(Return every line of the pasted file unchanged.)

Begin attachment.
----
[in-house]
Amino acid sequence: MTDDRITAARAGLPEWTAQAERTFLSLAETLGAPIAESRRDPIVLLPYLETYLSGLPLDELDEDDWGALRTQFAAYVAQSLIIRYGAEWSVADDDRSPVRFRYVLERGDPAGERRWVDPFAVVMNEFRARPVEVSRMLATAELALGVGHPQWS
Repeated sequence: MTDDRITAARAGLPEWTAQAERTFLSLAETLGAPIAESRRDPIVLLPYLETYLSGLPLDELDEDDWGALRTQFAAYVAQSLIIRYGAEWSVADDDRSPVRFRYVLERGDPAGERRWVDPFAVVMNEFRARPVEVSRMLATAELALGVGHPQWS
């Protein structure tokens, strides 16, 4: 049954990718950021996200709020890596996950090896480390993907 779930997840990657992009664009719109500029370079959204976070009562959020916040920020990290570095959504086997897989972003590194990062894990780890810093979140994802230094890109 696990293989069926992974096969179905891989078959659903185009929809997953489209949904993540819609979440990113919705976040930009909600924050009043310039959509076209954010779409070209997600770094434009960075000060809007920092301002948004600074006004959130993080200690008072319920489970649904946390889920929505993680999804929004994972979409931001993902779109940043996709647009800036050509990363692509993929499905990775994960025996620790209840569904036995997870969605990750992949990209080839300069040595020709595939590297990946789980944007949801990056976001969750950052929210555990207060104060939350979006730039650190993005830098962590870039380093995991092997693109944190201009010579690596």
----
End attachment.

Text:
[in-house]
Amino acid sequence: MTDDRITAARAGLPEWTAQAERTFLSLAETLGAPIAESRRDPIVLLPYLETYLSGLPLDELDEDDWGALRTQFAAYVAQSLIIRYGAEWSVADDDRSPVRFRYVLERGDPAGERRWVDPFAVVMNEFRARPVEVSRMLATAELALGVGHPQWS
Repeated sequence: MTDDRITAARAGLPEWTAQAERTFLSLAETLGAPIAESRRDPIVLLPYLETYLSGLPLDELDEDDWGALRTQFAAYVAQSLIIRYGAEWSVADDDRSPVRFRYVLERGDPAGERRWVDPFAVVMNEFRARPVEVSRMLATAELALGVGHPQWS
């Protein structure tokens, strides 16, 4: 049954990718950021996200709020890596996950090896480390993907 779930997840990657992009664009719109500029370079959204976070009562959020916040920020990290570095959504086997897989972003590194990062894990780890810093979140994802230094890109 696990293989069926992974096969179905891989078959659903185009929809997953489209949904993540819609979440990113919705976040930009909600924050009043310039959509076209954010779409070209997600770094434009960075000060809007920092301002948004600074006004959130993080200690008072319920489970649904946390889920929505993680999804929004994972979409931001993902779109940043996709647009800036050509990363692509993929499905990775994960025996620790209840569904036995997870969605990750992949990209080839300069040595020709595939590297990946789980944007949801990056976001969750950052929210555990207060104060939350979006730039650190993005830098962590870039380093995991092997693109944190201009010579690596």